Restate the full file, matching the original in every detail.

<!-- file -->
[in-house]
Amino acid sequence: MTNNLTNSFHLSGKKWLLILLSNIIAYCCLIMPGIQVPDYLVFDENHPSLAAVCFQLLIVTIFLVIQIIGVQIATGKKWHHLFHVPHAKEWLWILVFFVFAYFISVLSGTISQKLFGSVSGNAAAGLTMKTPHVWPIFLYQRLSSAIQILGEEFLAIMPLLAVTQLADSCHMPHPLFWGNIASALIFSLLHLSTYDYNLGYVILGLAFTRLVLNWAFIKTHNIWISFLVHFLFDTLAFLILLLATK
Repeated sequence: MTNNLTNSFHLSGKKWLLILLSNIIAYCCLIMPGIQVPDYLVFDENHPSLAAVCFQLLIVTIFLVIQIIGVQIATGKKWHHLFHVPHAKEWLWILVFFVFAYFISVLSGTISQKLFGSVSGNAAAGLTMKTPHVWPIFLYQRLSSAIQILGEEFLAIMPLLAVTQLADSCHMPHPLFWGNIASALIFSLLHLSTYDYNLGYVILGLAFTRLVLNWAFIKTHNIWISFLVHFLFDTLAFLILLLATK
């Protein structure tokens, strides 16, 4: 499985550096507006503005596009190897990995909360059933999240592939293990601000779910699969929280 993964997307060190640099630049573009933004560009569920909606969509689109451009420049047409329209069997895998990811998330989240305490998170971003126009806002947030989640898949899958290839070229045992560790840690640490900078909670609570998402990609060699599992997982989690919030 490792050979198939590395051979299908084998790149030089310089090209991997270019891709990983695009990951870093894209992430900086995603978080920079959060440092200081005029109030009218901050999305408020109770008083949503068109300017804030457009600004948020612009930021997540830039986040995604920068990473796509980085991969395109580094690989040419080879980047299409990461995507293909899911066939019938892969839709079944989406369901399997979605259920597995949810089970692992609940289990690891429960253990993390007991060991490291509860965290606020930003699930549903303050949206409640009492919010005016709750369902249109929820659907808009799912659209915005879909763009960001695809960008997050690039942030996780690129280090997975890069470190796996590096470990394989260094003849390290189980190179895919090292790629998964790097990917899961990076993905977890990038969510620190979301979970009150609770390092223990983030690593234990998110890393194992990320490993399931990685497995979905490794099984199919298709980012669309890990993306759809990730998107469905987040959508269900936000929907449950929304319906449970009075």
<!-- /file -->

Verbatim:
[in-house]
Amino acid sequence: MTNNLTNSFHLSGKKWLLILLSNIIAYCCLIMPGIQVPDYLVFDENHPSLAAVCFQLLIVTIFLVIQIIGVQIATGKKWHHLFHVPHAKEWLWILVFFVFAYFISVLSGTISQKLFGSVSGNAAAGLTMKTPHVWPIFLYQRLSSAIQILGEEFLAIMPLLAVTQLADSCHMPHPLFWGNIASALIFSLLHLSTYDYNLGYVILGLAFTRLVLNWAFIKTHNIWISFLVHFLFDTLAFLILLLATK
Repeated sequence: MTNNLTNSFHLSGKKWLLILLSNIIAYCCLIMPGIQVPDYLVFDENHPSLAAVCFQLLIVTIFLVIQIIGVQIATGKKWHHLFHVPHAKEWLWILVFFVFAYFISVLSGTISQKLFGSVSGNAAAGLTMKTPHVWPIFLYQRLSSAIQILGEEFLAIMPLLAVTQLADSCHMPHPLFWGNIASALIFSLLHLSTYDYNLGYVILGLAFTRLVLNWAFIKTHNIWISFLVHFLFDTLAFLILLLATK
């Protein structure tokens, strides 16, 4: 499985550096507006503005596009190897990995909360059933999240592939293990601000779910699969929280 993964997307060190640099630049573009933004560009569920909606969509689109451009420049047409329209069997895998990811998330989240305490998170971003126009806002947030989640898949899958290839070229045992560790840690640490900078909670609570998402990609060699599992997982989690919030 490792050979198939590395051979299908084998790149030089310089090209991997270019891709990983695009990951870093894209992430900086995603978080920079959060440092200081005029109030009218901050999305408020109770008083949503068109300017804030457009600004948020612009930021997540830039986040995604920068990473796509980085991969395109580094690989040419080879980047299409990461995507293909899911066939019938892969839709079944989406369901399997979605259920597995949810089970692992609940289990690891429960253990993390007991060991490291509860965290606020930003699930549903303050949206409640009492919010005016709750369902249109929820659907808009799912659209915005879909763009960001695809960008997050690039942030996780690129280090997975890069470190796996590096470990394989260094003849390290189980190179895919090292790629998964790097990917899961990076993905977890990038969510620190979301979970009150609770390092223990983030690593234990998110890393194992990320490993399931990685497995979905490794099984199919298709980012669309890990993306759809990730998107469905987040959508269900936000929907449950929304319906449970009075």